Technically, there is nothing more the Decade Volcano program can do here. However, the knowledge base, data, technology, and most importantly, the human connections that grew out of that program over the last quarter century will all help the region deal with whatever Nyiragongo’s next move will be.

This is truly the world’s most dangerous active volcano.

And it sits in a land that people continue to make both heaven and hell on Earth.

June 11, 2022, statement by the UN Secretary General.


1.52° S, 29.25° E, North Kivu Province, Democratic Republic of the Congo. The GVP Volcano Number is 223030.

Nearby Population:

Per the Global Volcanism Program (GVP) website:

  • Within 5 km (3 miles): 2,416.
  • Within 10 km (6 miles): 31,145.
  • Within 30 km (19 miles): 1,006,436.
  • Within 100 km (62 miles): 9,087,529.

Current Status:

Orange. The lava lake was seen on June 6th Sentinel satellite imagery.

Biggest recorded event:

The city of Goma is built on the huge Buyinga lava flow. This happened 700-800 years ago and covers an area of almost 300 square miles.


The Goma Volcano Observatory. (French and some English)

Nyiragongo is in Toulouse VAAC’s area of responsibility.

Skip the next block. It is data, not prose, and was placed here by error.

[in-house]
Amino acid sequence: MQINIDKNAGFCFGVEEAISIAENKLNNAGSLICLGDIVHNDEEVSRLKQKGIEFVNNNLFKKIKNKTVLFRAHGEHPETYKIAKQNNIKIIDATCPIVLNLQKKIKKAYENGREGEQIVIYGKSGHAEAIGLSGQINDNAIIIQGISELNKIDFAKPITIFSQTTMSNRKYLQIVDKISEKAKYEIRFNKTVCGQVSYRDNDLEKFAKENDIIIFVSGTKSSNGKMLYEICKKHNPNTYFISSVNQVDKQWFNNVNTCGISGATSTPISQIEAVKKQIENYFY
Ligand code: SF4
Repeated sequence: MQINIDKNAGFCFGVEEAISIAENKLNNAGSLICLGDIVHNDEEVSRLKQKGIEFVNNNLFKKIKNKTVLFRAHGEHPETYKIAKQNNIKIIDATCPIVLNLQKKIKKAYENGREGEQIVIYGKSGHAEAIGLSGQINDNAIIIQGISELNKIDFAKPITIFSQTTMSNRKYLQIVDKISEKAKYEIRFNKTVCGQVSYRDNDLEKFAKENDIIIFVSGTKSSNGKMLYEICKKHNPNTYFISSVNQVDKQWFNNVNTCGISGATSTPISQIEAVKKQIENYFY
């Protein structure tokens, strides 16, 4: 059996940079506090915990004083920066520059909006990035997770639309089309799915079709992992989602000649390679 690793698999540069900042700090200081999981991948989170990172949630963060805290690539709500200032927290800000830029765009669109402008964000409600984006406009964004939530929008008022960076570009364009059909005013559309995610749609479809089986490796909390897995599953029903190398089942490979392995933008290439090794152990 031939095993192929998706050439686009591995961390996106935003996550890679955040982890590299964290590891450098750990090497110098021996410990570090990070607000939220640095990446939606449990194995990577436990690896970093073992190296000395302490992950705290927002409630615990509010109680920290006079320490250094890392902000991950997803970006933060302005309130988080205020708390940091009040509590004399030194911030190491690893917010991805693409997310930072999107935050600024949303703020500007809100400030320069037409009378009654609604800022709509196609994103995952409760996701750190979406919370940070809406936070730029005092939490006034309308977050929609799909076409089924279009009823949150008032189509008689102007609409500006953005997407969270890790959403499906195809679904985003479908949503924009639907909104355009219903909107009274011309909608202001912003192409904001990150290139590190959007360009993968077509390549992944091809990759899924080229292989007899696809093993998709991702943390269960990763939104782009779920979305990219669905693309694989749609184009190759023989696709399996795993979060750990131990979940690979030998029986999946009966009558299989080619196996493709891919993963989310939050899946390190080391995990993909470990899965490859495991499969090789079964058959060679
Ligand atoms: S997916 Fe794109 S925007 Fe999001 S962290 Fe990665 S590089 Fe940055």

Featured image: In this UN peacekeeper image from 2016, Virunga Park rangers contemplate Nyiragongo’s lava lake, while stars shine overhead. Balagizi et al. dedicated their paper to the rangers who have given their lives defending the park. (Image: MONUSCO, CC BY-SA 2.0)


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Brown, S.K.; Jenkins, S.F.; Sparks, R.S.J.; Odbert, H.; and Auker, M. R. 2017. Volcanic fatalities database: analysis of volcanic threat with distance and victim classification. Journal of Applied Volcanology, 6: 15.

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Global Volcanism Program, 2019. Report on Nyiragongo (DR Congo). In: Sennert, S K (ed.), Weekly Volcanic Activity Report, 31 July-6 August 2019. Smithsonian Institution and US Geological Survey.

Global Volcanism Program, 2019. Report on Nyiragongo (DR Congo) (Bennis, K.L., and Venzke, E., eds.). Bulletin of the Global Volcanism Network, 44:12. Smithsonian Institution. https://doi.org/10.5479/si.GVP.BGVN201912-223030

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Tuttle, M. L.; Lockwood, J. P.; and Evans, W. C. 1990. Natural hazards associated with Lake Kivu and adjoining areas of the Birunga volcanic field, Rwanda and Zaire, Central Africa. United States Geologial Survey Open File Report 90-691. https://pubs.usgs.gov/of/1990/0691/report.pdf